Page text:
Turkey also has talked up reconciliation. What will the effect be on Iran, which continues to try to hijack Iraq, Yemen, Syria and Lebanon? Will Iran find that it can’t prey on divisions in the Gulf as easily? What will it mean for the incoming Biden administration and its tendency to be tougher on Egypt and Saudi Arabia? What will it mean for the Abraham Accords? Will other countries join the peace deals, or will new focus on Gulf harmony lead to a colder shoulder for Israel?

What will happen with Hamas reconciliation with the Palestinian Authority, which it appears many countries want, but which Israel may be less enthusiastic about? Will the reconciliation lead to a new era, or will there be some backsliding? What will it mean for US foreign military sales, whether F-35s for the UAE or other massive purchases in the region?

Many questions remain, but what is clear is that at least some of the narratives we have heard over the last year will likely change. The caricatures we heard over the last year about Saudi Arabia, which was once heralded for the hajj, Vision 2030 and new tourism opportunities, suddenly were being critiqued, and the stories about Qatar’s role throughout the region may shift.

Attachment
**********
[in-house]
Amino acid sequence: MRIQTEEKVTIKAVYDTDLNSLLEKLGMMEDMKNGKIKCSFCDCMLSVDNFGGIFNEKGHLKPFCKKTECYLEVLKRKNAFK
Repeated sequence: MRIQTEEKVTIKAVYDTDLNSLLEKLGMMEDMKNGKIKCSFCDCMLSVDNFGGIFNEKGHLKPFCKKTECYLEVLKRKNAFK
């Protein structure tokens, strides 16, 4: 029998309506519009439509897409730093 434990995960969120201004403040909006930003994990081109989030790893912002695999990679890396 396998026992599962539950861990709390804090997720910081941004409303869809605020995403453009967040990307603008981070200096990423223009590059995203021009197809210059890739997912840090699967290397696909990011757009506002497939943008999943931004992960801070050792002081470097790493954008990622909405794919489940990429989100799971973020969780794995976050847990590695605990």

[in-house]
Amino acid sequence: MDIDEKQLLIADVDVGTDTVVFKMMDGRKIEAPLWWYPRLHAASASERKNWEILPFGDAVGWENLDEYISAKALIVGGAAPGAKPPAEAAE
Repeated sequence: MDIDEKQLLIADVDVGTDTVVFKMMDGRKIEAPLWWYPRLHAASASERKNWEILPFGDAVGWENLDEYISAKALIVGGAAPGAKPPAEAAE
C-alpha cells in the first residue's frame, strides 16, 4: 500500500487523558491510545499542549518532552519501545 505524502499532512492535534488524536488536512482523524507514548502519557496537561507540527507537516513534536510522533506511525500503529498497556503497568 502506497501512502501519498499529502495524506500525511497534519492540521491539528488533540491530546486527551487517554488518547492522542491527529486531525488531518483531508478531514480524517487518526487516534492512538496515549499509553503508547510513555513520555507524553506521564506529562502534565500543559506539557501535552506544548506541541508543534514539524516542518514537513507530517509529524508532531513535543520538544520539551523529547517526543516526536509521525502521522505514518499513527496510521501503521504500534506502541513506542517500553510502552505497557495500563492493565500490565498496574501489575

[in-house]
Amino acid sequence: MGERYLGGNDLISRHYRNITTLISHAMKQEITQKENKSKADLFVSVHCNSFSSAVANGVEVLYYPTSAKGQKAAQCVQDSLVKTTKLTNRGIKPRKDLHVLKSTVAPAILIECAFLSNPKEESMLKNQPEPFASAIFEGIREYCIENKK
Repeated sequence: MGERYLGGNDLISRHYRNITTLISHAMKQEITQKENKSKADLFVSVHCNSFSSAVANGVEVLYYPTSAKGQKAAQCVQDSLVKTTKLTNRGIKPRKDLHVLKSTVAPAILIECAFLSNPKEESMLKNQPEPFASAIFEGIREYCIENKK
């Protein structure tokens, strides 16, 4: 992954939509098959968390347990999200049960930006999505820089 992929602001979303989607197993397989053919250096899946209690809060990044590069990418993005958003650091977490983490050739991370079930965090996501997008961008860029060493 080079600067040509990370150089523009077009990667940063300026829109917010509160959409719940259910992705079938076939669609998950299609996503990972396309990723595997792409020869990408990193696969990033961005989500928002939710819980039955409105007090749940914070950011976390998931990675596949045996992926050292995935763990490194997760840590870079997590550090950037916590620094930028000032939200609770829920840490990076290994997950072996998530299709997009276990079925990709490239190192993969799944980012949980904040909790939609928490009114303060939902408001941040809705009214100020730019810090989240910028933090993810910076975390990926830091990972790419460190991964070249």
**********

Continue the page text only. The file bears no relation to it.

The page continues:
For Westerners who made a living off selling “Qatar is bad” or “Saudi Arabia is bad,” the message may now be: “Qatar is fine; Saudi is fine,” a less interesting story. For those being backed in Tripoli, Tunisia, Libya, Somalia and elsewhere by one side or the other, there may be questions about whether this might heal some local scars or whether the proxy conflicts will continue.

The question is whether the push for stability in the region, a major vision of Abu Dhabi, will be cemented by this. Will stability increase in places like Iraq or other areas? Ten years after the Arab Spring, a new era could be upon us, with peace deals, a new US administration and reconciliation in the Gulf.

Or it could be the calm before the storm as Iran, Hezbollah and their friends seek to capitalize and move forward with the instability they have spread in places such as Iraq.
Israel-Europe ties improving, warming up to Abraham Accords - exclusive
The Foreign Ministry sees positive trends in Israel-Europe relations and has even won over some of the Abraham Accords skeptics. “For years, European states connected developing relations with Israel to the conflict with the Palestinians,” Foreign Minister Gabi Ashkenazi said in a video conference with Israeli ambassadors across Europe on Monday. “The ministry’s goal has been to reduce the tension and the connection and continue advancing bilateral dialogue while dealing with the Palestinian issue.”

Ashkenazi said that improving ties with Europe has been his priority since entering office in May, and on that front, he has sought “direct, positive and constructive dialogue,” as opposed to “megaphone diplomacy.”

Foreign Ministry Deputy Director-General for Europe Anna Azari said that a year ago, when she prepared her working program for 2020 and looked at the challenges and goals ahead, blowback from the possibility that Israel may extend its sovereignty to parts of Judea and Samaria was at the top of the agenda.